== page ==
6. Shock absorption in lumbar disc prosthesis: a preliminary mechanical study.

    PubMed

    LeHuec, J C; Kiaer, T; Friesem, T; Mathews, H; Liu, M; Eisermann, L

    2003-08-01

    Lumbar disc prostheses have been used in treating symptomatic degenerative disc diseases. A few prostheses of the ball-socket design are currently available for clinical use, the joint mechanism being materialized either with a hard polymer core or a metal-to-metal couple. Other prostheses of "shock absorber" design were not available at the time of the study. The objective of this work was to establish whether there was a difference in the shock absorption capacity between a device having an ultra-high-molecular-weight polyethylene center core and a device having a metal-on-metal bearing. Vibration and shock loading were applied to two lumbar total disc prostheses: PRODISC, manufactured by Spine Solutions, and MAVERICK Total Disc Replacement, manufactured by Medtronic Sofamor Danek. The shock absorption capacity of the device was evaluated by comparing the input and the output force measurements. The disc prosthesis was mounted onto a test apparatus. Each side of the device was equipped with a force sensor. The input shock load and the output resulting forces were simultaneously measured and recorded. The loading force pattern included 1). a static preload of 350 N plus an oscillating vibration of 100 N with frequency sweeping from 0 to 100 Hz and 2). a sudden shock load of 250 N applied over a 0.1-second interval. Both input and output signal data were processed and were transformed into their frequency spectrums. The vibration and shock transmissibility of the device, defined as the ratio of the output spectrum over the input spectrum, were calculated in sweeping the frequency from 0 to 100 Hz. The phase deviation was calculated to characterize the shock absorber effects. For both tested devices under vibration and shock loading, the phase angle displacement between the input and the output signals was 10 degrees. Under oscillating vibration loading, both tested devices had a transmission ratio higher than 99.8%. Over the frequency interval 1-100 Hz, the

  7. The role of thermodynamics in disc fragmentation

    NASA Astrophysics Data System (ADS)

    Stamatellos, Dimitris; Whitworth, Anthony P.

    2009-12-01

    Thermodynamics play an important role in determining the way a protostellar disc fragments to form planets, brown dwarfs and low-mass stars. We explore the effect that different treatments of radiative transfer have in simulations of fragmenting discs. Three prescriptions for the radiative transfer are used: (i) the diffusion approximation of Stamatellos et al.; (ii) the barotropic equation of state (EOS) of Goodwin et al. and (iii) the barotropic EOS of Bate et al. The barotropic approximations capture the general evolution of the density and temperature at the centre of each proto-fragment but (i) they do not make any adjustments for particular circumstances of a proto-fragment forming in the disc and (ii) they do not take into account thermal inertia effects that are important for fast-forming proto-fragments in the outer disc region. As a result, the number of fragments formed in the disc and their properties are different, when a barotropic EOS is used. This is important not only for disc studies but also for simulations of collapsing turbulent clouds, as in many cases in such simulations stars form with discs that subsequently fragment. We also examine the difference in the way proto-fragments condense out in the disc at different distances from the central star using the diffusion approximation and following the collapse of each proto-fragment until the formation of the second core (ρ ~= 10-3gcm-3). We find that proto-fragments forming closer to the central star tend to form earlier and evolve faster from the first to the second core than proto-fragments forming in the outer disc region. The former have a large pool of material in the inner disc region that they can accrete from and grow in mass. The latter accrete more slowly and they are hotter because they generally form in a quick abrupt event.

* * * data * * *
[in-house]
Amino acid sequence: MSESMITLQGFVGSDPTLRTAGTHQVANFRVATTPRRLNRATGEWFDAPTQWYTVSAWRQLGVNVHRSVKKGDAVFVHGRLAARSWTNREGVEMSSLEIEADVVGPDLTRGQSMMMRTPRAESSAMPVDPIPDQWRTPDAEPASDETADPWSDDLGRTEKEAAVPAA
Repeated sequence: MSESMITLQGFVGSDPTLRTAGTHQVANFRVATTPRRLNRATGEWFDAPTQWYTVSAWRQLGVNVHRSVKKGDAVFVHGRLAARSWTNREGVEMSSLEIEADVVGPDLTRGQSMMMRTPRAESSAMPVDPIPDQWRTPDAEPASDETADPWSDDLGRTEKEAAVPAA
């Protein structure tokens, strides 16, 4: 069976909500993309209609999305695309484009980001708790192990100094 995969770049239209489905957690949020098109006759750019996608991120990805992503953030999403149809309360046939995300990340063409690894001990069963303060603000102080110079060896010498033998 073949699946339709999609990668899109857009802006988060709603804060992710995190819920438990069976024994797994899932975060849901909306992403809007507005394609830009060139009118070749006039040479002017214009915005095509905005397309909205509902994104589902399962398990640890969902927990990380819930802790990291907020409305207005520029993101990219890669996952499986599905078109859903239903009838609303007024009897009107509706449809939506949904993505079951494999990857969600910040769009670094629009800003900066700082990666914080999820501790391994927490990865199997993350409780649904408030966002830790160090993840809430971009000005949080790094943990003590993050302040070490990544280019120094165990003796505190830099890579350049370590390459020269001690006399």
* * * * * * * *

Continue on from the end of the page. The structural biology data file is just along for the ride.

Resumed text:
8. Pitfalls of CITES implementation in Nepal: a policy gap analysis.

    PubMed

    Dongol, Yogesh; Heinen, Joel T

    2012-08-01